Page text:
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Review: how does WRC 5 stack up against the best rally games?
Mike Channell plays Finnish rally ace in new title for console and PC
We’re no professional psychologists, but clearly something in your brain has to have gone a bit skew-whiff for you to want to be a rally ace.
Something somewhere in the few cubic centimetres of squishy, spongy grey stuff that would otherwise be politely nagging you not to dance a tonne of metal and carbon fibre across loose gravel, mere inches away from a sheer precipice. It’s amazing that this complete absence of a sense of self preservation wasn’t run into some sort of evolutionary dead end back when early humans first started flinging themselves at woolly mammoths.
What rally video games like WRC 5 offer is a taste of the blissful, zen-like levels of concentration and reactive car control that the pros enjoy, without the accompanying risk of being returned home in two separate, equally sized pieces.
Unlike the recent, hugely impressive Dirt Rally, WRC 5 is absolutely not an aerospace-grade simulator. Instead it blends an authentic recreation of the official championship’s teams and locations with gently widened roads and a forgiving, chuckable handling model. Not only will you be driving Sebastien Ogier’s 2015 VW Polo R WRC, you’ll be pulling precision slides and deft Scandi flicks like him too.
Just because it’s easy to pick up doesn’t mean you won’t be challenged, though. The surface changes not just stage-by-stage but corner-by-corner, and it’s easy to drop a wheel on some ice or wet mud and end up slithering embarrassingly into the banking.
There are also some frighteningly fast stages in there, particularly on Rally Poland. It’s no wonder Robert Kubica regularly forgets that he has a middle pedal at his disposal.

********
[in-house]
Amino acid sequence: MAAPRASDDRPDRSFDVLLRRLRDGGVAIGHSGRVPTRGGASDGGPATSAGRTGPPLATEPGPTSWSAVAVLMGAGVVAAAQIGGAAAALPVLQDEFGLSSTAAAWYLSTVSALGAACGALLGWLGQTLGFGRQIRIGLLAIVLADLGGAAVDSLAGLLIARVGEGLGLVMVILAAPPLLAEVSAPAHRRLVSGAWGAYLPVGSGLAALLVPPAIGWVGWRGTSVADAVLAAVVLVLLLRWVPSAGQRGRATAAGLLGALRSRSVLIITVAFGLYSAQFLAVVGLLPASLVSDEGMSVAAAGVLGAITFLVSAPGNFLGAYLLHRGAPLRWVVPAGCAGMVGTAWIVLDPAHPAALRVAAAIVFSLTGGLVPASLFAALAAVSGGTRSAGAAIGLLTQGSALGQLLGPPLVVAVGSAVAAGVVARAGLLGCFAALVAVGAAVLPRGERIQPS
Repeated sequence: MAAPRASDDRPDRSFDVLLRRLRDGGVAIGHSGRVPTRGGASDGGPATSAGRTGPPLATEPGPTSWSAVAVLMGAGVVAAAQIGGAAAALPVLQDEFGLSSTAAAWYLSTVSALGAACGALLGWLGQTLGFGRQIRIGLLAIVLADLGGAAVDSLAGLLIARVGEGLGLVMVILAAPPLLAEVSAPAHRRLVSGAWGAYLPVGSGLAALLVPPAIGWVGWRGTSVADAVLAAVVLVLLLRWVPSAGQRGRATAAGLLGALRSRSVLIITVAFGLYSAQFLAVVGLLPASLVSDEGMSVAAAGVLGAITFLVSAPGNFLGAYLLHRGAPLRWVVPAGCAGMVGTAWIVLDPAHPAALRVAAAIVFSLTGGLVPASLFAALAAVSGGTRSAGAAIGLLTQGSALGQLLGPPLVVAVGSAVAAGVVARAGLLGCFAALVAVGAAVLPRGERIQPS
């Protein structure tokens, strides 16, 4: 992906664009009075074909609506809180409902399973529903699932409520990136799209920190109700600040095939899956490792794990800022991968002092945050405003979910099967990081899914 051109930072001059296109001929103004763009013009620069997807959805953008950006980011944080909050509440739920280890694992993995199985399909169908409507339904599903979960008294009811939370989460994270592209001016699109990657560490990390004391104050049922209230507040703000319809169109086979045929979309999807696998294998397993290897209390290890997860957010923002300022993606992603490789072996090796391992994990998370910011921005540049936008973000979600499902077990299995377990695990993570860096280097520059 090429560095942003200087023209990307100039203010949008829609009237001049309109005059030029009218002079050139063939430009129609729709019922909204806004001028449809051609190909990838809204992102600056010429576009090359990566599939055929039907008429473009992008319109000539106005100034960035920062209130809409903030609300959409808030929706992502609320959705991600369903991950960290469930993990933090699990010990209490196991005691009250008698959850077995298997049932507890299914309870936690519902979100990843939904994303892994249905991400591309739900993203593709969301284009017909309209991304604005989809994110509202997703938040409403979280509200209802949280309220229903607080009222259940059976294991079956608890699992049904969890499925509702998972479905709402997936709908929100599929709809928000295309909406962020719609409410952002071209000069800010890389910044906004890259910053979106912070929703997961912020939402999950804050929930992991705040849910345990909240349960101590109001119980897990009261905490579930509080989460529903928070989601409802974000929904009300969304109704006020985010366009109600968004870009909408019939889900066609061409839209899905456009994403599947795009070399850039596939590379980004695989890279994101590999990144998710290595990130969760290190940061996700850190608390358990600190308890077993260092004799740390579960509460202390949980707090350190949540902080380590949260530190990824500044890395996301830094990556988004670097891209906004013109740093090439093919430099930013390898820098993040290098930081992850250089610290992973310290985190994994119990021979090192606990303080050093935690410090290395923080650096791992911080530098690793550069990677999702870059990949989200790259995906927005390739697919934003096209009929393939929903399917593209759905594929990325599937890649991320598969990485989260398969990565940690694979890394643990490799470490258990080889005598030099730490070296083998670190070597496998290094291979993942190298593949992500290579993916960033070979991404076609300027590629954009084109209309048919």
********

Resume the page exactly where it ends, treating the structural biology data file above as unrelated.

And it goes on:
There’s no escaping that the overall budget for this game would probably fit comfortably within the coffee and doughnut budget of something like Forza Motorsport 6, but WRC 5 stretches its more modest resources well. Every stop on the calendar is represented, with five stages each, and there are both night stages and an entire British summer’s worth of different weather conditions to adapt to.
It’s going to be a very long time before you’ve memorised every single corner, which is the key to rally game longevity.
And that’s WRC 5 in a nutshell. It’s never going to frighten the big boys of the genre, but if you’re at all interested in the sport, or just fancy experiencing the weird, tunnel-vision focus of threading between Finnish pine trees at 150mph that’s unique to rallyism, then this plucky underdog is punching well above its weight.
WRC 5’s available on PC today, with the console release following on 16 October. Buying it is statistically unlikely to result in you ending up upside down and on fire at the very base of a Monte Carlo mountain. What more recommendation do you need?